Below please find a statement by Attorney General Peter F. Kilmartin on the Governor's veto of H7537/S2540 which overwhelmingly passed the General Assembly and enjoyed broad support from law enforcement, victim advocacy groups, and civil rights professors and attorneys:
"Whereas I respect the prerogative of the governor to veto legislation, I am dismayed that Governor Raimondo vetoed a bill that helps protect victims of sexploitation, most of whom are women. My office has vetted this bill internally for over four years now and analyzed similar legislation that has been enacted in 34 other states. I am confident that after review by our criminal, civil, and appellate units, as well as by the General Assembly, that we could have easily and successfully defended the constitutionality of the bill if challenged. We provided the Governor's office with documentation on the bill upon transmission and spoke directly with her office and her attorneys. We respectfully disagree with their recent analysis of this bill, and believe that this is a privacy issue for the victims not a First Amendment issue for sexploiters. This bill was carefully worded due to our real concern for the victims who would have has a sense of justice had this bill not been vetoed.
Our local law enforcement partners have had to turn away real victims of these crimes because there are no applicable laws to address this issue, including a young woman whose ex-boyfriend posted explicit photos of her without her permission on the website www.myexgf.com. Our office will continue to help guide victims of sextortion and revenge porn to proper counseling and support agencies, unfortunately we will still have to inform them that the criminal justice and statutory system continues to be weak on this issue and we cannot assist them in holding the person responsible accountable.
The veto statement clearly relies on the misleading analysis of entities such as the Motion Picture Association of America and other special interest groups, entities that have consistently lobbied for laws that weaken our criminal justice system in Rhode Island and nationally. Our requisite legal analysis on this issue makes their argument weak and was provided to the administration.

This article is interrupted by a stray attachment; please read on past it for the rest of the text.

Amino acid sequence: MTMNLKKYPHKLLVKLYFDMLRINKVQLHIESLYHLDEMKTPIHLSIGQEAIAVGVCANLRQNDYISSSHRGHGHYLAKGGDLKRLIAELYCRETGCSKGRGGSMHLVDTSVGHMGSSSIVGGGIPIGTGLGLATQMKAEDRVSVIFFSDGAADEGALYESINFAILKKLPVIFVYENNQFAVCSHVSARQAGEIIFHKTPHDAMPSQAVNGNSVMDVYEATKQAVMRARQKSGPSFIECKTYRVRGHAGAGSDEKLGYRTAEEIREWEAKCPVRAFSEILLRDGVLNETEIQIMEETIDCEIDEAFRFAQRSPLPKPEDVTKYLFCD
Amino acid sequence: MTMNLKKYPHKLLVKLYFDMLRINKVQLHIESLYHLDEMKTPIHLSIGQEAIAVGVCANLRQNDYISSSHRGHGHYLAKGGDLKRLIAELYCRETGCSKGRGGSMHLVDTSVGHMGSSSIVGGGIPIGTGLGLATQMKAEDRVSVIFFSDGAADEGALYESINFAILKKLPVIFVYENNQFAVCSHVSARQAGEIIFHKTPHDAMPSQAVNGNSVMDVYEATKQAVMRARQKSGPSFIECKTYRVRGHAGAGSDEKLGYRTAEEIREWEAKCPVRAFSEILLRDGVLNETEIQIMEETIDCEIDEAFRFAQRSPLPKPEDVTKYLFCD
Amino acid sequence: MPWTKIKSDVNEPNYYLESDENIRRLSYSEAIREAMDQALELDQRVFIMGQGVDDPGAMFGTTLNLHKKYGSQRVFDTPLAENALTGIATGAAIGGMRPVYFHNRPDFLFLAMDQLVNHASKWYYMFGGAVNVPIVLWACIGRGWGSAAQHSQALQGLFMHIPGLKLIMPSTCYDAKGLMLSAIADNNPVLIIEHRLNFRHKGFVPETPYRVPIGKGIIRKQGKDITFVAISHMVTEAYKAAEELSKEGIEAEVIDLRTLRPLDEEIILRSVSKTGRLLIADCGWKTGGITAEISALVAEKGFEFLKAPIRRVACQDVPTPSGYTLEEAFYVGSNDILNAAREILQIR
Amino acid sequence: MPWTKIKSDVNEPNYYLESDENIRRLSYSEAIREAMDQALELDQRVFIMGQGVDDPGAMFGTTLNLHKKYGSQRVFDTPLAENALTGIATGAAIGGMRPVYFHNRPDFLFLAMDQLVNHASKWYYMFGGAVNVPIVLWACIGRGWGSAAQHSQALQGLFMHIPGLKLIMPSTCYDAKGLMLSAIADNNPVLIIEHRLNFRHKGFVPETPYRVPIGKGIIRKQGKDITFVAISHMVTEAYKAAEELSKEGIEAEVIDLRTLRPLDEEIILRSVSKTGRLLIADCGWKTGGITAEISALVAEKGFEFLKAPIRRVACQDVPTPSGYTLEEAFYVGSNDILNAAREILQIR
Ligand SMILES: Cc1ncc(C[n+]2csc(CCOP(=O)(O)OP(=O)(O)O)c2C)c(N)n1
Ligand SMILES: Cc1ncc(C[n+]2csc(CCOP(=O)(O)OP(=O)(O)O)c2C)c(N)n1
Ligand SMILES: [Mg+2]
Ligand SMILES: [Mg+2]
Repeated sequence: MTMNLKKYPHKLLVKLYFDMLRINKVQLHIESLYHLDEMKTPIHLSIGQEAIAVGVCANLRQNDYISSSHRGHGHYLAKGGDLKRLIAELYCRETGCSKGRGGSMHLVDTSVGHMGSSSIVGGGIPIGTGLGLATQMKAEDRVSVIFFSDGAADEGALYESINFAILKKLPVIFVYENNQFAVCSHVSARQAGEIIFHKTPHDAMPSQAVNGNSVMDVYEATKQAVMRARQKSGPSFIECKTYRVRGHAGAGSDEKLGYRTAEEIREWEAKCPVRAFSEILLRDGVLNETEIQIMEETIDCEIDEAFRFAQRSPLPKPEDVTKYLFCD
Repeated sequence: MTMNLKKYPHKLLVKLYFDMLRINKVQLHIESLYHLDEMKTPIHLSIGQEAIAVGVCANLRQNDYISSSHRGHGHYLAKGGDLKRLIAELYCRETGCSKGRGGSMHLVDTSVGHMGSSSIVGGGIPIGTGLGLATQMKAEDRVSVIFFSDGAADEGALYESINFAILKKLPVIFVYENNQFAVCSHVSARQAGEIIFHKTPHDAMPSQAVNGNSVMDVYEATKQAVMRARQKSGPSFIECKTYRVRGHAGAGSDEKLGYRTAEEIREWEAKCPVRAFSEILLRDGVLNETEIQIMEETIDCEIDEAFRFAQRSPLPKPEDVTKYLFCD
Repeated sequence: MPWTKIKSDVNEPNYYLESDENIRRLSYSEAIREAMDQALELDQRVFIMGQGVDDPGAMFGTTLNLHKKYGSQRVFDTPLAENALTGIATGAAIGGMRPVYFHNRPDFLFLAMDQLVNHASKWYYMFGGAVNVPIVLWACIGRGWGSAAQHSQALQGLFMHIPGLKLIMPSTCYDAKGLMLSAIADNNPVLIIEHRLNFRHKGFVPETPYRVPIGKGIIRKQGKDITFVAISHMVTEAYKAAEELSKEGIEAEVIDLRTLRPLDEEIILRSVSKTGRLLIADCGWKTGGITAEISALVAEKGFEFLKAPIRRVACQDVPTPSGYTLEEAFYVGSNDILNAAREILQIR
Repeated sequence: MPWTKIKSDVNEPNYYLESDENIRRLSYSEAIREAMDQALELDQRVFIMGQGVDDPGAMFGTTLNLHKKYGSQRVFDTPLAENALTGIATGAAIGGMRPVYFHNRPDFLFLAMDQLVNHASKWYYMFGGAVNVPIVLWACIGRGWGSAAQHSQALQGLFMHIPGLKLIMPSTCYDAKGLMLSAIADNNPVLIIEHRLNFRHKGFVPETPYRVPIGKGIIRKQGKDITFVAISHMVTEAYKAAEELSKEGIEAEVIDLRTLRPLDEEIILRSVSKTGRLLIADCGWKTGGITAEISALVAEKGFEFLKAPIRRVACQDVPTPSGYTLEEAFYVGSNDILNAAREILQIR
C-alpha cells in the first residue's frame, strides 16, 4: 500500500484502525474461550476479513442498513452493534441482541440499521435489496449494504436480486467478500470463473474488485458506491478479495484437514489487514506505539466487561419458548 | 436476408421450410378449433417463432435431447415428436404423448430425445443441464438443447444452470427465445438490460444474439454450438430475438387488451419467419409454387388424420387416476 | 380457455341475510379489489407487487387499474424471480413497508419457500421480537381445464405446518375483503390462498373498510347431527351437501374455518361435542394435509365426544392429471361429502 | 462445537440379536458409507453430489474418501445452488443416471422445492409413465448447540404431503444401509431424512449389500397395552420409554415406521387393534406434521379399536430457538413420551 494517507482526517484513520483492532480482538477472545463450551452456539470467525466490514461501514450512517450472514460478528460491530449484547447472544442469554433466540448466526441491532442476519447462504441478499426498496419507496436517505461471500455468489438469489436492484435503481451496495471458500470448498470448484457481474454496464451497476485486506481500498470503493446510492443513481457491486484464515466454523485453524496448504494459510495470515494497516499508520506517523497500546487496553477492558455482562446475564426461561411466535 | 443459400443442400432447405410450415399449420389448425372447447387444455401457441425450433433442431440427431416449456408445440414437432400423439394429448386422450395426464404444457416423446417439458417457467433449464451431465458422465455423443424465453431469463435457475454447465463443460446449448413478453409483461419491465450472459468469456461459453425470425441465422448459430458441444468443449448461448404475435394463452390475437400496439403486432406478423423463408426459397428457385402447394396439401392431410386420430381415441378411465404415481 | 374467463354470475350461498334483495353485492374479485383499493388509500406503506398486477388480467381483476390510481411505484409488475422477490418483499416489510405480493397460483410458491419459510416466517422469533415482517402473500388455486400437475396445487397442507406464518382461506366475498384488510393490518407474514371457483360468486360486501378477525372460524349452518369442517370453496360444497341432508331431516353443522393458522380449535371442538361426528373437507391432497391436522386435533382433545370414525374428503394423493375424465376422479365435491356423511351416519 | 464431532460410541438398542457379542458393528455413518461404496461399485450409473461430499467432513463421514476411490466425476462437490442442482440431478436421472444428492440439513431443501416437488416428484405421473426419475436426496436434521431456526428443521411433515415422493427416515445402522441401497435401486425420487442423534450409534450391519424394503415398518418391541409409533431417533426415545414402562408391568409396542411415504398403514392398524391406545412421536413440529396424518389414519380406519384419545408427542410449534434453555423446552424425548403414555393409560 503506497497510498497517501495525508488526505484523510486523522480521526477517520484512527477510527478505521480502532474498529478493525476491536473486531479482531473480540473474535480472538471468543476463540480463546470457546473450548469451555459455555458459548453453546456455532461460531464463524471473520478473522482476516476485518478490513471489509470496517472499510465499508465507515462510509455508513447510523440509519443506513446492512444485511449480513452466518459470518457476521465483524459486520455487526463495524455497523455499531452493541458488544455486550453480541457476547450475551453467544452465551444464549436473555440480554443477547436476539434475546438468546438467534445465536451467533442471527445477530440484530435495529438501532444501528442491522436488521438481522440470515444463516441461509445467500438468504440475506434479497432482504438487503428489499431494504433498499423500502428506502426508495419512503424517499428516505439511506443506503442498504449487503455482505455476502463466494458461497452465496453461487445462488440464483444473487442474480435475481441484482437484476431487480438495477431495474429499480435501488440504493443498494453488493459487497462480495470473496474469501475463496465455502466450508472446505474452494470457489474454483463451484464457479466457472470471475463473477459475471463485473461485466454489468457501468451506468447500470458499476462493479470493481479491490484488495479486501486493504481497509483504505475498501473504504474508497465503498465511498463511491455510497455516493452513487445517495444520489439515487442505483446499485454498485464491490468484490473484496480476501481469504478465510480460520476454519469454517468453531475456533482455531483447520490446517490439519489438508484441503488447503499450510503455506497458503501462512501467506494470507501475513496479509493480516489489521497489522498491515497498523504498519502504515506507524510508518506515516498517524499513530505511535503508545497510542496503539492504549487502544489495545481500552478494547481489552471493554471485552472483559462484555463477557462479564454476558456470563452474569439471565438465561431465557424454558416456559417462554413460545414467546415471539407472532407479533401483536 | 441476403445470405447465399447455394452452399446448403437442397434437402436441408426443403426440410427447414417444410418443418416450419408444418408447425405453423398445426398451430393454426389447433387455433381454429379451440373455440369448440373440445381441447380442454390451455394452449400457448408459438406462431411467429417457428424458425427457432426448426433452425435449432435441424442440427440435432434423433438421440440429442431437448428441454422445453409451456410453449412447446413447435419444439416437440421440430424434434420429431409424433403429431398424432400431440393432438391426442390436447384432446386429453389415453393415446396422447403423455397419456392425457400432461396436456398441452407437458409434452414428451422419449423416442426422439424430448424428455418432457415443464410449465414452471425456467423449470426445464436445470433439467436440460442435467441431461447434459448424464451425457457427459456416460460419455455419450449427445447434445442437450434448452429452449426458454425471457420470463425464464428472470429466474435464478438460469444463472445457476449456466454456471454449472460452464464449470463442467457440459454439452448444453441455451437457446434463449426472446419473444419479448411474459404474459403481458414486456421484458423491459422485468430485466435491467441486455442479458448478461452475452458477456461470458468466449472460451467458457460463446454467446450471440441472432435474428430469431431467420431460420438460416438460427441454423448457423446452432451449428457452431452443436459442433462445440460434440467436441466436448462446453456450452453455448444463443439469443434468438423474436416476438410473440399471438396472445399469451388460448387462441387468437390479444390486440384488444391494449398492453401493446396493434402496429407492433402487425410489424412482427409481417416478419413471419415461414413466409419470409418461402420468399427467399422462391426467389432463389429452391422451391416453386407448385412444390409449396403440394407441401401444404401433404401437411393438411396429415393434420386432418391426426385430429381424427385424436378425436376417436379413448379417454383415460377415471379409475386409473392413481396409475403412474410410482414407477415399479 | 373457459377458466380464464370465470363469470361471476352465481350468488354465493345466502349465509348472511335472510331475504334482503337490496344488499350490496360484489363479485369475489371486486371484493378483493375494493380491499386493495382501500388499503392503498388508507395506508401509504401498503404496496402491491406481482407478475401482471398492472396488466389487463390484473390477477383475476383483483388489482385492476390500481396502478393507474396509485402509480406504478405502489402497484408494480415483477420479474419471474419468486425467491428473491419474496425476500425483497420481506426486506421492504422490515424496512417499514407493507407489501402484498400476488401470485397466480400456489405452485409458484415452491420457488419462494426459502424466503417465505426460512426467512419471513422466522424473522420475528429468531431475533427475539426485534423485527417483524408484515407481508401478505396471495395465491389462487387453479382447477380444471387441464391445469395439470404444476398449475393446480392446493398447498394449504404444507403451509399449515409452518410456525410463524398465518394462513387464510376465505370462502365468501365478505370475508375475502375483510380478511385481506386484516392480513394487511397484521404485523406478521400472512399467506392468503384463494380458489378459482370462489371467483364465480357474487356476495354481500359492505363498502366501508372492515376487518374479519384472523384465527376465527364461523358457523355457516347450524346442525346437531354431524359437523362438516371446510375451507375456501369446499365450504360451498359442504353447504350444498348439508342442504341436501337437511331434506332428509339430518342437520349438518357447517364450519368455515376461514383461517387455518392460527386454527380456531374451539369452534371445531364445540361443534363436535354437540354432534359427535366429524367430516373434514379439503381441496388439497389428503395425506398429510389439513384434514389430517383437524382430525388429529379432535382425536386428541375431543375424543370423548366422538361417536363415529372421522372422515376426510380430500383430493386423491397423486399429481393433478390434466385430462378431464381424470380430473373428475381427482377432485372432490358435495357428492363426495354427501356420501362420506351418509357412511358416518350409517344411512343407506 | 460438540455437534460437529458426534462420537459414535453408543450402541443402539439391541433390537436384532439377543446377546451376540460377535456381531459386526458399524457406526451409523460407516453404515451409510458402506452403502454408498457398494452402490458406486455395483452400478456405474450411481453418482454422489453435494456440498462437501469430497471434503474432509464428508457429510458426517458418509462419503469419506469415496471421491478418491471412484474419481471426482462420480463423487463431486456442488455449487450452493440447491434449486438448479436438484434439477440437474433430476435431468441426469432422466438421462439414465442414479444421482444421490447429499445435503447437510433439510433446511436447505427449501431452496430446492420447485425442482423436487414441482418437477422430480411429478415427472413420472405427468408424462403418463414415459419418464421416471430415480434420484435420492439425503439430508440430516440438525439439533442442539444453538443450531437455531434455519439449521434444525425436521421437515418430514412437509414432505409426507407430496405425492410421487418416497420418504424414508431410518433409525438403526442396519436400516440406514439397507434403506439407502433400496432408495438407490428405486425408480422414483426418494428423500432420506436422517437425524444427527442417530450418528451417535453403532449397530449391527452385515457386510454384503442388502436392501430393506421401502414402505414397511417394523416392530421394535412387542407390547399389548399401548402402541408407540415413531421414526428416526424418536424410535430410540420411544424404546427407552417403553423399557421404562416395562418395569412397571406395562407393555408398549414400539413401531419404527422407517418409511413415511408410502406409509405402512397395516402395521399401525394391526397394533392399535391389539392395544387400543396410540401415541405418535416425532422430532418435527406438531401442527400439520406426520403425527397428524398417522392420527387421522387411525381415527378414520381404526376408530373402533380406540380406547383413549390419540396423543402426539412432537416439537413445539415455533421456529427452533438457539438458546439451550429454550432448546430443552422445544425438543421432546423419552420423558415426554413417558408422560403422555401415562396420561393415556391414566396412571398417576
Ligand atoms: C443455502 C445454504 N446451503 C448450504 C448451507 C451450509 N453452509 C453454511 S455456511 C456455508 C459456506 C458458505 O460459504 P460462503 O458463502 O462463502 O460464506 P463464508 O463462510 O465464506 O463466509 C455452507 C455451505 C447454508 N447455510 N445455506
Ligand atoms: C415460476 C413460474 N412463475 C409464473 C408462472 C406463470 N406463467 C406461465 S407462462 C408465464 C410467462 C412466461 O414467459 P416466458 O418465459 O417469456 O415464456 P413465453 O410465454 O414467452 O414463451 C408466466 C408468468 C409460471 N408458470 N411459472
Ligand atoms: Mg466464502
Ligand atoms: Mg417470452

The veto message cites possible images that would be broadly swept under this act such as photos of abuse at Abu Ghraib, wartime atrocities or humanitarian disasters like famine, interestingly enough similar images that opponents used in their opposition testimony, that could not be farther from the truth. This statute was drafted to contain five (5) different exemptions based on at least eight (8) other states laws that would protect every conceivable scenario of protected speech, therefore, the only scenario this bill criminalizes is the dissemination of sexually explicit and purely private images without the consent of the victim.
Opponents of this bill wrongfully suggest that intent to harass motive requirements are necessary. This is a red herring. Harassment laws already exist and are inadequate to respond to the privacy concerns regarding sextortion. If intent to harass or other limiting intent language were to exist, as opponents of this bill misleadingly propose, a sexploiter who seeks to profit off the exploitation of another can do so as long as they do not intend to harass. This type of language would create a realistically unenforceable statute and be a defense attorney's dream.
Further, other state and federal privacy laws do not contain specific motive requirements and certainly do not include an arbitrary terms of intent requirements. For example, Rhode Island's comprehensive identity theft protection law penalizes unauthorized disclosure of private information with no requirement of an intent to defraud. This is also true of medical records laws and our financial transaction fraud law.
This bill garnered support among numerous organizations including the Rhode Island State Police, Day One, The Rhode Island Coalition Against Domestic Violence and the Cyber Civil Rights Initiative. It passed the Rhode Island House of Representatives 68 – 1 and unanimously passed the Rhode Island Senate. The bill was written to protect the privacy rights of victims and in no way infringes on anyone's legitimate rights of free speech. The countless victims who are routinely threatened, stalked, harassed, fired from jobs and even commit suicide because of sextortion would have been better protected by this bill."